World Cultural Diversity Day: ‘Tolerance is good for prosperity’

By Tara MacIsaac, Epoch Times
May 21, 2013 Updated: May 21, 2013

May 21 is the United Nations World Day for Cultural Diversity, a time to reflect on the positive force of tolerance.

In an index of the most prosperous nations in the world, and an analysis of what makes them prosperous, the public-policy organization Legatum Institute concluded that “in countries where tolerance levels are high, prosperity flourishes.”

“As the world becomes smaller and immigration rises, tolerance towards diversity becomes a crucial issue for societies,” states the London-based institute.

A chart relating gross domestic product (GDP) growth and measures of personal freedom, shows that as one rises, so does the other. The study recognizes that a correlation does not mean a cause-effect relationship—it could be that prosperity causes tolerance rather than that tolerance causes prosperity.

The institute cites economists and case studies to support the latter. “Tolerance is good for prosperity,” is among its key findings.

Nobel Prize-winning economist Joseph Stiglitz wrote in The Price of Inequality: “Discrimination reduces the incentives for members of a particular group to make the investments that would lead to higher productivity.”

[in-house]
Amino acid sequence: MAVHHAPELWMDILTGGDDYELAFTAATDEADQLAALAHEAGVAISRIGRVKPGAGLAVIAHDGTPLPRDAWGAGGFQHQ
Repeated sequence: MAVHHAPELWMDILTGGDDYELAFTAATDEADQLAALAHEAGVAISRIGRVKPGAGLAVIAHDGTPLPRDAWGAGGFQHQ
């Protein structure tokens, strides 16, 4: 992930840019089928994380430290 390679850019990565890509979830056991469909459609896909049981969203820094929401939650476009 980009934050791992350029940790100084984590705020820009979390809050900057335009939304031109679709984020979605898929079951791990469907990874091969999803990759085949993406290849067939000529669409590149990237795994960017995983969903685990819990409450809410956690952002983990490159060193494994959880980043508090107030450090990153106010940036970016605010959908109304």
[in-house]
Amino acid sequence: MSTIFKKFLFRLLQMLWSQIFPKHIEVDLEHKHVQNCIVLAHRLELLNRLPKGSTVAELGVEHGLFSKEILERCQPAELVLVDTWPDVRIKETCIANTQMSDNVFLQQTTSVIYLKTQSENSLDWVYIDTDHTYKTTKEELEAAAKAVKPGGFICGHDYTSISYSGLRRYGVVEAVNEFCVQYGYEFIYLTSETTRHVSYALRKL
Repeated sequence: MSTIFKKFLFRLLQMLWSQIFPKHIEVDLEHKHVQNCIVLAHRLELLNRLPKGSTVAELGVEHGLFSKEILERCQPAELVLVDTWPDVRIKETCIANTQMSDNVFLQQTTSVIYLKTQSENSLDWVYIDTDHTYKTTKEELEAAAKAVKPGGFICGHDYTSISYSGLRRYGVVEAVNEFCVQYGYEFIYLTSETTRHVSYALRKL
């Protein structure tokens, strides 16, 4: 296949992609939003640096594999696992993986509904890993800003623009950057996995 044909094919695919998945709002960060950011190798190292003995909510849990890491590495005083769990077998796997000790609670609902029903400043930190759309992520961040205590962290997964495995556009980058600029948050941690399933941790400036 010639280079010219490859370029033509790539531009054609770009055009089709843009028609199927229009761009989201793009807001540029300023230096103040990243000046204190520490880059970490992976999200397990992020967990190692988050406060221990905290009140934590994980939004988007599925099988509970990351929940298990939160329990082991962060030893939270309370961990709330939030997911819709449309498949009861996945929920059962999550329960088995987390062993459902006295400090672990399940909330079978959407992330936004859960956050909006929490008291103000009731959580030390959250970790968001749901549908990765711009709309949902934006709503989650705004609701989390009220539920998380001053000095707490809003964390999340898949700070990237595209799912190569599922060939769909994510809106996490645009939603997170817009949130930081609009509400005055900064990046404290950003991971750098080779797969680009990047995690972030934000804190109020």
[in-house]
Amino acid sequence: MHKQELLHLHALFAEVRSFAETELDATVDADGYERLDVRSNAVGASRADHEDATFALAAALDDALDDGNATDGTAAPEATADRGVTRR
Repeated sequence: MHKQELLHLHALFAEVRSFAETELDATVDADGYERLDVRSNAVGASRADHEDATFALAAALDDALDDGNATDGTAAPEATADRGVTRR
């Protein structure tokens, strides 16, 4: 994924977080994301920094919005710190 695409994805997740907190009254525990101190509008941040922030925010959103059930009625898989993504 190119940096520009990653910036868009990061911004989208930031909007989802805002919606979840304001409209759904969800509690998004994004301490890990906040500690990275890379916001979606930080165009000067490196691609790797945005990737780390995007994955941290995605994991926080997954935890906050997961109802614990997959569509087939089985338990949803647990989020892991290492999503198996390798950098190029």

The institute also cites Richard H. Pells, history professor at the University of Texas–Austin and author of Not Like Us. Pells says American films and music appeal to a diverse audience at home, which helped them gain popularity abroad. In this case, tolerance allowed for the creation of a product with wide appeal and economic gains.

Tolerance and cross-cultural pollination breed innovation.

In some countries, however, “a severe economic downturn has brought about high unemployment, widespread discontent, and rising crime rates attributed, rightly or wrongly, to the presence of large numbers of immigrants,” states the Legatum report. In Greece, for example, from 2009 to 2012, the number of respondents expressing tolerance toward other cultures slid from 67 percent to 47 percent.

Robert Putnam of Harvard University has argued that diversity can negatively impact the sense of trust and cooperation among citizens, but he argues that successful societies overcome this feeling of separation.

On May 21, the U.N. is asking citizens all over the world to make an increased effort to promote diversity and tolerance. 

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